Dear Mr. Smith:
In your letter you suggest "it is important to have a diverse population of health care professionals to help provide culturally sensitive care to patients." You have stated what I believe to be a critically important dream for the profession and I praise your efforts to live that dream into being.
As a profession we need to examine the both the obvious and equally important subtle barriers preventing culturally diverse persons from entering and staying in nursing. For example we need to remove financial barriers whenever possible. We also need to be mindful of the subtle prejudice extant in nursing faculties, health care facilities and patients. If, for example, a patient refuses care from a student from a different culture, how the faculty handles the issue can have tremendous impact on the student for either good or bad. If the faculty member makes another assignment without addressing the issue, the student undoubtedly will be injured. If the faculty handles it with sensitivity and openness, the student and others involved can be impacted positively. Positive change in the culture of that setting may occur. Noticing these opportunities to address prejudice and following through is key for bringing about the dream of a diverse profession.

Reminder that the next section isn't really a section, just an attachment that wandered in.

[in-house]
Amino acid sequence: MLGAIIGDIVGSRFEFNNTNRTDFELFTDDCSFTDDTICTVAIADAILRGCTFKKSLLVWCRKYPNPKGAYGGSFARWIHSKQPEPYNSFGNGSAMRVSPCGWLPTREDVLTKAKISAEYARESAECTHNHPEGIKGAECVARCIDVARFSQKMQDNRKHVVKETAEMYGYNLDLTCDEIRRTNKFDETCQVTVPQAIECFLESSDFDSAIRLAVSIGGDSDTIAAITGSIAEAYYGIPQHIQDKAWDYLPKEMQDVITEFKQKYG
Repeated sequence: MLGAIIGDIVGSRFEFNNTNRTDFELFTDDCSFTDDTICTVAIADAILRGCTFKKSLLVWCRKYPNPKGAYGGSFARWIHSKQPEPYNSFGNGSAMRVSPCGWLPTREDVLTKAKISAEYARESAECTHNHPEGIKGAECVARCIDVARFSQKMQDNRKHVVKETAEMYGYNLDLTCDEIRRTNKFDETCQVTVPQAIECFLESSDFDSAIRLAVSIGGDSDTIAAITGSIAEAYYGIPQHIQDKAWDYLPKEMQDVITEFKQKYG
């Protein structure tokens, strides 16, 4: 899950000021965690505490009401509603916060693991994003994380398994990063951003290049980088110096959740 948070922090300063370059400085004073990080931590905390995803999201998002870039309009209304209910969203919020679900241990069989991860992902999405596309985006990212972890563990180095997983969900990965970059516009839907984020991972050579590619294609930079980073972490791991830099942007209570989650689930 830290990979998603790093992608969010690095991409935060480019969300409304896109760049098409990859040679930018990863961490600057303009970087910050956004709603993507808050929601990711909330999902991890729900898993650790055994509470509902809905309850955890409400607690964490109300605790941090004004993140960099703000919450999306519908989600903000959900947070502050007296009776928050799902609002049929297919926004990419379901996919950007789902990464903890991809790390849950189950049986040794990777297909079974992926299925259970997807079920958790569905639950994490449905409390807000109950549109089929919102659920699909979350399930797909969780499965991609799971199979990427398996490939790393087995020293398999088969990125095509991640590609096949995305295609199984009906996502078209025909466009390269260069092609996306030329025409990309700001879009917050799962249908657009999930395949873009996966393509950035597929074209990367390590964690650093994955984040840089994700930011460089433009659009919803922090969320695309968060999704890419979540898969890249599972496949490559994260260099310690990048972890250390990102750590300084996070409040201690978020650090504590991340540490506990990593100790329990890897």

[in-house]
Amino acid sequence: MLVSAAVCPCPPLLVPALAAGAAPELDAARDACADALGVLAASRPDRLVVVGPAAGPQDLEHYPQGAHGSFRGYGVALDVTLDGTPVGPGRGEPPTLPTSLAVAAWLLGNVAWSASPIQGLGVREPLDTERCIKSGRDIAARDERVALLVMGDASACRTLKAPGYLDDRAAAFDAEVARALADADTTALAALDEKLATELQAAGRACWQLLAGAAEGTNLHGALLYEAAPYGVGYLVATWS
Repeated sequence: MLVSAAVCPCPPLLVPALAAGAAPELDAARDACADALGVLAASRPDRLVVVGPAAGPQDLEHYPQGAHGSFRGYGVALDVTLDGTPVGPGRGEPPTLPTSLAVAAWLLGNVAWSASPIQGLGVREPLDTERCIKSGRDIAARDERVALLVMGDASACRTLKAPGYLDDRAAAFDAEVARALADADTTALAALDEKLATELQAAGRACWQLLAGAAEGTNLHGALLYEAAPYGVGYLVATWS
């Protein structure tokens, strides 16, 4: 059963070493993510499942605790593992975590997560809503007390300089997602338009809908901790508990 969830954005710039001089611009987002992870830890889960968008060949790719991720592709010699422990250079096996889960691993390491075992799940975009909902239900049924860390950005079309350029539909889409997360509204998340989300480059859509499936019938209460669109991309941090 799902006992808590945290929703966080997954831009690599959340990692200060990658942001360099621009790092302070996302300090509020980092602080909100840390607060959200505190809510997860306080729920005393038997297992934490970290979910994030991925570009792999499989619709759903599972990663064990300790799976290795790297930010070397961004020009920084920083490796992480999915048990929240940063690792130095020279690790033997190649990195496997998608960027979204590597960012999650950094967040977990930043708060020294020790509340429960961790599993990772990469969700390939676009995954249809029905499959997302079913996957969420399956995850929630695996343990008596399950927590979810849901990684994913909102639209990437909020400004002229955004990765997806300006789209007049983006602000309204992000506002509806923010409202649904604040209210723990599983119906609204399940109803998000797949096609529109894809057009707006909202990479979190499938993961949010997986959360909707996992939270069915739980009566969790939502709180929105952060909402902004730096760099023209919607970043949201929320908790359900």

Mr. Smith your letter calls for nursing to become a more diverse profession. It challenges us to examine why diversity isn’t currently more evident in our profession and to take the necessary steps to move toward your dream. In the late 1940s, Katharine Densford then president of the ANA called for racial integration of the organization. Her leadership brought into reality her dream of a racially integrated ANA. Vision and leadership are critical to bringing about a culturally diverse nursing profession. Mr. Smith you have focused our attention on a most timely and important issue for nursing.
Barbara J. Leonard.